- The water areas are similar to a Roman bath. I am used to Spa World, which has a huge "bade pool" with tons of different jacuzzi jets, and smaller pools and steam/dry saunas all around it. That is not how King Sauna works at all. At this place, in the women's area, there are NO JETTED TUBS. Instead there is one tepid-warm tub, one tepid-cool tub, one cold tub, one gorgeous ice-cold tub with a rainfall shower dispensing frigid water, and one tub that is so hot that I felt I was being prepared for canning. Let me tell you, I am a hot water junkie; the main reason I could never go on "Survivor" is not because I wouldn't eat bugs, but because I wouldn't give up my hot showers. And this tub was too hot for ME. I mean seriously, that's some hot hotness.
- Water areas are, of course, naked. Again a comparison with Spa World: there are plenty of "foreigners" at my home spa-- lots of white people and black people, people of all shapes and sizes, tattoos on display everywhere. Not quite so at King Sauna, at least not the day I was there. It was about 85% Korean, which meant I had more ink and more body fat than the vast majority of naked bathers. *I* didn't care, but if you're a self-conscious person, heads up.
- Beautiful decor, lots of game tables with games awaiting, and space to just hang out. Super relaxing and beautiful environment, but confusing floor plan (prob due to additions over time).
|Pardon the blurriness, but I had to be sneaky with my photography. Though this area was clothed, there's a general no-photos policy in a facility catering to naked people.|
- Shuttle trip back was smooth/uneventful. ~30 mins back to Manhattan.
Now here's the part I didn't have room to mention in my Yelp review (I ran out of characters). While in one of the gemstone saunas, I saw a Korean woman, about the same age as me, looking at me anxiously. We were the only two in the sauna, so I struck up a conversation with her. She told me she lived in New Jersey but was native-born Korean-- a fact I had discerned from her accent and real struggle to speak English. Her English was competent, but slow, and she was clearly self-conscious about it. She told me this was only the second time she had been to a Korean spa herself, despite being native-born, and her teenage daughter was utterly horrified by the fact that you have to take your clothes off in the pool section. It was interesting to me that I was more experienced with spa-going than she, and she seemed put off by aspects of it, asking me questions about whether I was comfortable with this or that.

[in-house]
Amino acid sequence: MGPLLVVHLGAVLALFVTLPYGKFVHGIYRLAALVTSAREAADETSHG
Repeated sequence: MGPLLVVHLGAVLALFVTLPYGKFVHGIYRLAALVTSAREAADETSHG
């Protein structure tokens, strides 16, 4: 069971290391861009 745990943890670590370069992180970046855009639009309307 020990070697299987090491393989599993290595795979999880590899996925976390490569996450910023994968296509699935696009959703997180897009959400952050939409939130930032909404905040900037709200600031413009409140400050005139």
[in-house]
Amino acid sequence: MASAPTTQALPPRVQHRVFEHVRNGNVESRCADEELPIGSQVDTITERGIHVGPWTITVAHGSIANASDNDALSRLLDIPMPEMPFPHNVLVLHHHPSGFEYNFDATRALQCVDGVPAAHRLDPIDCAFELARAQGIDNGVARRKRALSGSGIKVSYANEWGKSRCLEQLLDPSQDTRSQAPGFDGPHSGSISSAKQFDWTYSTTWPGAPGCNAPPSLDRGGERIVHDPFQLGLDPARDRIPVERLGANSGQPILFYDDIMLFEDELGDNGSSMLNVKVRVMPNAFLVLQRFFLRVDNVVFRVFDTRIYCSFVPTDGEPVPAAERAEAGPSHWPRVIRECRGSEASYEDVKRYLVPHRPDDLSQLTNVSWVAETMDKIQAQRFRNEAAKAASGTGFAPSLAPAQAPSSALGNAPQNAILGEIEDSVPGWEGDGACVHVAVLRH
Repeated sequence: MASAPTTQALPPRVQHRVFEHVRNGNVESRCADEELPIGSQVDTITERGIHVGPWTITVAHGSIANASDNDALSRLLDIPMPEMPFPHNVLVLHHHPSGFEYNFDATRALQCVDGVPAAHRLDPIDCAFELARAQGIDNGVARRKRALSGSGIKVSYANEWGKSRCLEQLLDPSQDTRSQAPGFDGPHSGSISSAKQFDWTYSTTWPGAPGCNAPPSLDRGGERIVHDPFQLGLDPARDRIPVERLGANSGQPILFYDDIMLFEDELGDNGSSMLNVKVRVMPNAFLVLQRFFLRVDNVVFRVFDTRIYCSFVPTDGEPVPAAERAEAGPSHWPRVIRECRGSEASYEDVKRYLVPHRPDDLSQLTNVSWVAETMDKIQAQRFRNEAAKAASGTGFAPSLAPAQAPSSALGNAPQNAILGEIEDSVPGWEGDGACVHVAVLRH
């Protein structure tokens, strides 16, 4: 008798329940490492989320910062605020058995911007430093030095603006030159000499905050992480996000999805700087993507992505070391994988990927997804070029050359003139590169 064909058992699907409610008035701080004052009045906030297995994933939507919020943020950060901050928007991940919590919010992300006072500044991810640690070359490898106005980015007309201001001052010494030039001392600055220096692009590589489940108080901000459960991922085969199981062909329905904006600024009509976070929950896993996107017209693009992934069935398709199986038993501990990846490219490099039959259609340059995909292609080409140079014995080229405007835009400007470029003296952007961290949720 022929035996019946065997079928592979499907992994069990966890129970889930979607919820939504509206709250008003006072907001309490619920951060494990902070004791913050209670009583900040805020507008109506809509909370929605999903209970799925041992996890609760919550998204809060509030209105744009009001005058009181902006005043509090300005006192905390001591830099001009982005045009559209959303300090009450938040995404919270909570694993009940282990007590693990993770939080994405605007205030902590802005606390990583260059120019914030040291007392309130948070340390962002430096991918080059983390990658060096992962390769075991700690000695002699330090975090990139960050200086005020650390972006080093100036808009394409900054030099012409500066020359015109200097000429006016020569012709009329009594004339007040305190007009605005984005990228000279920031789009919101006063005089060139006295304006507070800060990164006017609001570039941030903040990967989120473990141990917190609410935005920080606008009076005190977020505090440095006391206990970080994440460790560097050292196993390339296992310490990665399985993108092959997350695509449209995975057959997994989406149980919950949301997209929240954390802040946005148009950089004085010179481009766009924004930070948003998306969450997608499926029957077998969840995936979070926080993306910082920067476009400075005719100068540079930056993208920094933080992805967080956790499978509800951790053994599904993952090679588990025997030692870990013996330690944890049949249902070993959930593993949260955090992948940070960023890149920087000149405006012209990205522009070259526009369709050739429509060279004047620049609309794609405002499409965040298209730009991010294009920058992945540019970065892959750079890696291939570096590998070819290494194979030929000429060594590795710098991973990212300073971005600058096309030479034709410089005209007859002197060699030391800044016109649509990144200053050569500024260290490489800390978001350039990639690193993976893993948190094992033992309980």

Finally she asked me if I was feeling all right. Puzzled, I told her I felt fine-- why did she ask? Haltingly, she explained to me that "Asians are made to sweat," while "people like [me]" are not, and she was concerned that it might be dangerous for me to be in such a hot room. Now, of course I realize how racist this sounds, but the lady meant no harm, and her obvious concern for me was kind of charming. I assured her that I felt perfectly fine and was drinking plenty of water. She seemed vaguely reassured. And then she bailed out of the room before I did.
|The cold room. Like being in the beer fridge from the '70s your parents kept in the garage. Smells the same, too.|
The King Sauna experience was dramatically different from that of Spa World... and I'd be happy to go back. Overall I have to say I prefer my "local" (one hour away) Korean spa, but they're both pretty great, and I can't wait to return to NYC so I can try Spa Castle. The fact that you have to wear a swimsuit there is disappointing, but I suppose it will make for a different kind of Korean spa experience. And when I get there, I'll be sure to share all the details!